A systematic review of the latest technologies in Cranial Vault Remodeling and its outcomes for correction of craniosynostosis


  • Devansh Saini, Quintin L Williams Jr., Lee Alkureishi, Pravin Patel, Linping Zhao, Prashant Banerjee, Jida Huang and Mathew Mathew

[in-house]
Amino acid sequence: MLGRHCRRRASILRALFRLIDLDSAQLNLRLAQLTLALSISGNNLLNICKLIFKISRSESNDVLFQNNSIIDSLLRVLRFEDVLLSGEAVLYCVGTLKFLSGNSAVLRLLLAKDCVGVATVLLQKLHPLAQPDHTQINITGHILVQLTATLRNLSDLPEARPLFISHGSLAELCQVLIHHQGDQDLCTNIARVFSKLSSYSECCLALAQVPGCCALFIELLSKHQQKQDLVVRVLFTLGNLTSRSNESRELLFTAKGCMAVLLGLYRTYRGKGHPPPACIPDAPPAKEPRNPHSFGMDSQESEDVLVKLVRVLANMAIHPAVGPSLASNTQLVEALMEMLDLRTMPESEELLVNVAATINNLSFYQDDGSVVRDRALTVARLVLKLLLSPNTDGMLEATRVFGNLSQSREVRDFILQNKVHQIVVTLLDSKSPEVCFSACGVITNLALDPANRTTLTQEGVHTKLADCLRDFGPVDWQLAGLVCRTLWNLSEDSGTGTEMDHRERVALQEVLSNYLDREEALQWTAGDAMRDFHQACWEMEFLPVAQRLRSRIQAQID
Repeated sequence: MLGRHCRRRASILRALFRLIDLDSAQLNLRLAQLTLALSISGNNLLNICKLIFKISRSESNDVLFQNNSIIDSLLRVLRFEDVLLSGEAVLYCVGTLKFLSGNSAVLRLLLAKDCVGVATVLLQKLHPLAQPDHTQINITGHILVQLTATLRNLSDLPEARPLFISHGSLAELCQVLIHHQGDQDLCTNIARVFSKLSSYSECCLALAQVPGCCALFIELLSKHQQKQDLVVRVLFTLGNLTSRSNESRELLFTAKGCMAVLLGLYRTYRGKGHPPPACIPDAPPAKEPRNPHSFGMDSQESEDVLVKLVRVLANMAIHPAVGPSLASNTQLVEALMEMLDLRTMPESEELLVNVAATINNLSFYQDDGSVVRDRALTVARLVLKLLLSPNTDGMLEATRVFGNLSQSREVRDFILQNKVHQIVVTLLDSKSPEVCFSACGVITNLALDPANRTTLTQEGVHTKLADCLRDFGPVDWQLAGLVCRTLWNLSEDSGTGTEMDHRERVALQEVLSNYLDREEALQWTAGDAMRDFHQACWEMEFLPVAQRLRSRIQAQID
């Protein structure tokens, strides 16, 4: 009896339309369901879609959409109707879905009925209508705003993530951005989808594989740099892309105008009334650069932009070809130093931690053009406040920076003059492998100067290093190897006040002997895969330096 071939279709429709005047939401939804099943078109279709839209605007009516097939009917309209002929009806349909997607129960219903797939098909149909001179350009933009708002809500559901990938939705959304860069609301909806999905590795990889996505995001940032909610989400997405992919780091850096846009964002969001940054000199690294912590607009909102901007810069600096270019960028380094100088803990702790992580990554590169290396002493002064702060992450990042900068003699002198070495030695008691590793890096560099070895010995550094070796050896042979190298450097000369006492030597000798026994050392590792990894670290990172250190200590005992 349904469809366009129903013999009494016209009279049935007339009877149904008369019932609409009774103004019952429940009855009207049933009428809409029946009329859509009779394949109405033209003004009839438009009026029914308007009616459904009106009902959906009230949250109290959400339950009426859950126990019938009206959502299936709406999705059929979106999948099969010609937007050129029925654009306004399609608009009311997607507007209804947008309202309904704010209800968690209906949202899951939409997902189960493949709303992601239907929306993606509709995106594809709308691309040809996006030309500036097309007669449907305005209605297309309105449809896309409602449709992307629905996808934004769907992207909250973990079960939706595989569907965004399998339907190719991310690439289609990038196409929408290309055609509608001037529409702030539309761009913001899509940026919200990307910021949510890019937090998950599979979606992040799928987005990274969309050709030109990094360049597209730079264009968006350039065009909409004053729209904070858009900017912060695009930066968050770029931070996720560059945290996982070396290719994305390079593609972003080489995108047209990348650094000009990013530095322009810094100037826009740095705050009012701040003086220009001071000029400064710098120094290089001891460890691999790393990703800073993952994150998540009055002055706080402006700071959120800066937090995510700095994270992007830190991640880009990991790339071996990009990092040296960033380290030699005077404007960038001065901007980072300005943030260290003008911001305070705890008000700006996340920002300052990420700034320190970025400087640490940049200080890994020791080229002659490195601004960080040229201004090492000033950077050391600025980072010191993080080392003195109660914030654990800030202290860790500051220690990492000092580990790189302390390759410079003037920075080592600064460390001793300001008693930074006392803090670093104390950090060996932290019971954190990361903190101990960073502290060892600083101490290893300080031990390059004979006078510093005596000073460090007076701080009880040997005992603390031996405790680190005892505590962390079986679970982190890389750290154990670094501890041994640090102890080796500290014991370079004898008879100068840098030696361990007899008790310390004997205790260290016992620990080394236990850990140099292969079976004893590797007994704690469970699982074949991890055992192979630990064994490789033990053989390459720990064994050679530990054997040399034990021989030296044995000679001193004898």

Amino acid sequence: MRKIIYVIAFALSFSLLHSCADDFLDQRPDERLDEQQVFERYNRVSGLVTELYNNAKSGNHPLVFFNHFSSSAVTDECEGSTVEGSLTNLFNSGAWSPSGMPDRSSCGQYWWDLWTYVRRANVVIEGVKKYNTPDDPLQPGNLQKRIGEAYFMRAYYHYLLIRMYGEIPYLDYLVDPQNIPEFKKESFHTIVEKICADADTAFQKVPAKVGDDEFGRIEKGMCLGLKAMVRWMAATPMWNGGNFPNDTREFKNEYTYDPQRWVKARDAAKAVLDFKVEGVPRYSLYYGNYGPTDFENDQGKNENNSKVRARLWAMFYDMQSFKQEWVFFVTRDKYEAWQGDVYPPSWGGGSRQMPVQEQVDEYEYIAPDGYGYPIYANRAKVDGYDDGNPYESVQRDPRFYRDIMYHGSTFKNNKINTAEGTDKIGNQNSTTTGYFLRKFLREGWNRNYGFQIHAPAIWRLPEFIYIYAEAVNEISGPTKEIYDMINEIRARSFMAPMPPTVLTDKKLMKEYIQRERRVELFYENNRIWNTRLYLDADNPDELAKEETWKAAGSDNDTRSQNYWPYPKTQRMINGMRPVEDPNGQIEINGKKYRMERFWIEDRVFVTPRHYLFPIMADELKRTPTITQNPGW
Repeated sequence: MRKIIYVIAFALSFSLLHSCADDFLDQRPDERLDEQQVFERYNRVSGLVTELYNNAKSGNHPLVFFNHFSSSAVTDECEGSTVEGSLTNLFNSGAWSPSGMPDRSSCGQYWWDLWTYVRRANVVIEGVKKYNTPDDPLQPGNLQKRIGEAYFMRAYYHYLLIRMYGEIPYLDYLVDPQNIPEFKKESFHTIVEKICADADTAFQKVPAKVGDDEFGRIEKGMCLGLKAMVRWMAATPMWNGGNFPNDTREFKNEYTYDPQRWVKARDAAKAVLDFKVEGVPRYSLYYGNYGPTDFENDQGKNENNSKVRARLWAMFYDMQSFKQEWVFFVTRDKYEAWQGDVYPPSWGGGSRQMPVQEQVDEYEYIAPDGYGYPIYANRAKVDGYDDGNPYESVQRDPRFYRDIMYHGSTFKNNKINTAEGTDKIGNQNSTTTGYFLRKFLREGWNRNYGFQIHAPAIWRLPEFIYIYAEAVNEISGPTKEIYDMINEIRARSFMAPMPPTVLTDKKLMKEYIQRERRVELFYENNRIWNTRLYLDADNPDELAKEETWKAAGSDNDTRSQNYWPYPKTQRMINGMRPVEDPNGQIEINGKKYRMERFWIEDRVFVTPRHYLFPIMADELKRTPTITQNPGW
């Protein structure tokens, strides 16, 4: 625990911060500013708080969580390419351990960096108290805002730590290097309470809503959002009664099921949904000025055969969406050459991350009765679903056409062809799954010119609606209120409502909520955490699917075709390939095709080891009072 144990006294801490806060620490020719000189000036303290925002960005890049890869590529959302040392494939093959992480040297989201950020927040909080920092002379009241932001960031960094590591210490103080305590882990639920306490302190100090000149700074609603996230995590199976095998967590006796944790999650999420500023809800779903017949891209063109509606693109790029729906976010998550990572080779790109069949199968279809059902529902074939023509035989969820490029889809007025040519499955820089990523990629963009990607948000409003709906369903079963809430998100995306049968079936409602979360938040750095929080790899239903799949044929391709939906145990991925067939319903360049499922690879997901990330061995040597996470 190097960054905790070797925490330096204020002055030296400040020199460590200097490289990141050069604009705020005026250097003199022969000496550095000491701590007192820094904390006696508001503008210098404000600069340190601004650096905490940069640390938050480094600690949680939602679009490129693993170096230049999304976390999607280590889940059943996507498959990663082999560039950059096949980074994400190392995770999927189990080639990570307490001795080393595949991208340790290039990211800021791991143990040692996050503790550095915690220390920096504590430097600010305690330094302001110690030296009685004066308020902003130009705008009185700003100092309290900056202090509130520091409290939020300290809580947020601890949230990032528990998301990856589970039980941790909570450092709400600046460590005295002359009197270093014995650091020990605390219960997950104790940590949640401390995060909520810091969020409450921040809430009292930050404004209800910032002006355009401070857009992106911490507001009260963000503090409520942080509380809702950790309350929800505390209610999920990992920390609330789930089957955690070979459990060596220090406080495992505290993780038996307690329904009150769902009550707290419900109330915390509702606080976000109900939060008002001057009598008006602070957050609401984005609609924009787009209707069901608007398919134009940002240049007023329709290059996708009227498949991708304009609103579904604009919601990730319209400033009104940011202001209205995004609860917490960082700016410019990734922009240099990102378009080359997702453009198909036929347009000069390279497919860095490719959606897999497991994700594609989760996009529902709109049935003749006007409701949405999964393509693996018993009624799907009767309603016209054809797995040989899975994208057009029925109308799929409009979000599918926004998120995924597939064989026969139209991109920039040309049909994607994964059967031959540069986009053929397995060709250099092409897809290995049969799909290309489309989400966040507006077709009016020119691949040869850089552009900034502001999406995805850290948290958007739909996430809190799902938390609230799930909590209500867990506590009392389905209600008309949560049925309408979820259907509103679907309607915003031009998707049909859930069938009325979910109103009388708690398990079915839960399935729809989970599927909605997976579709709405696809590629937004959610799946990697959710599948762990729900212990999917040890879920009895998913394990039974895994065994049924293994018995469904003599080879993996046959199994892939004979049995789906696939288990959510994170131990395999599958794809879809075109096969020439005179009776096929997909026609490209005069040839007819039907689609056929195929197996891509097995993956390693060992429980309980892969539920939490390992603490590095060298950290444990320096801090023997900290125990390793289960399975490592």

Plastic surgeons often come across the dilemma of keeping operative time under check and achieving the "perfect" shape while still compassing the desired functional and aesthetic outcomes on the patient. This leads to a tradeoff between speed and accuracy in the operating room. Craniosynostosis (CS) is a congenital disability that is caused when one or more sutures of an infant's skull fuses too early before the brain is fully formed. This premature fusion of cranial sutures leads to abnormal head skull shape, increased intracranial pressure (ICP), and neurodevelopmental impairment for the child in later stages of life. Total Cranial Vault Remodeling (CVR) is a surgical procedure to treat this condition by reshaping the cranial bones, thus imparting a normative head shape for a child's brain to grow. These surgeries are usually lengthy and require the patient to be under prolonged anesthetic exposure and blood transfusion. Moreover, CVR is highly dependent on the surgeon's experience and lacks repeatability even though each case is specific and may require volatile manipulations that can often last hours. Based on our research question, we deployed the PRISMA protocol, exhausting databases to find relevant literature on this topic. The search strategy yielded a total of 399 research papers and after carefully reviewing each study, 12 papers were included in the systematic review to better understand the current engineering technologies being used effectively to improve the surgical outcomes for the correction of CS. Computer-aided design and manufacturing (CAD/CAM), Virtual Surgery Planning (VSP), threedimensional (3D) printing/CNC milling, resorbable plating system, 3D photogrammetry, 3D simulation, and intraoperative navigation are several technologies that can result in improving surgical outcomes for CVR surgery. Thus, there is a need to develop a workflow for the surgical treatment of CS using the latest technology that can potentially help surgeons achieve predictable and reproducible results in the operating room and be considered a standard across the craniofacial surgical community. A standardized workflow may also result in improving the speed (operative time) by moving part of the surgery to a more controlled pre-surgical planning environment and accuracy (precision) by achieving intricate and precise cuts on the calvarial bone, resulting in fewer errors during the surgery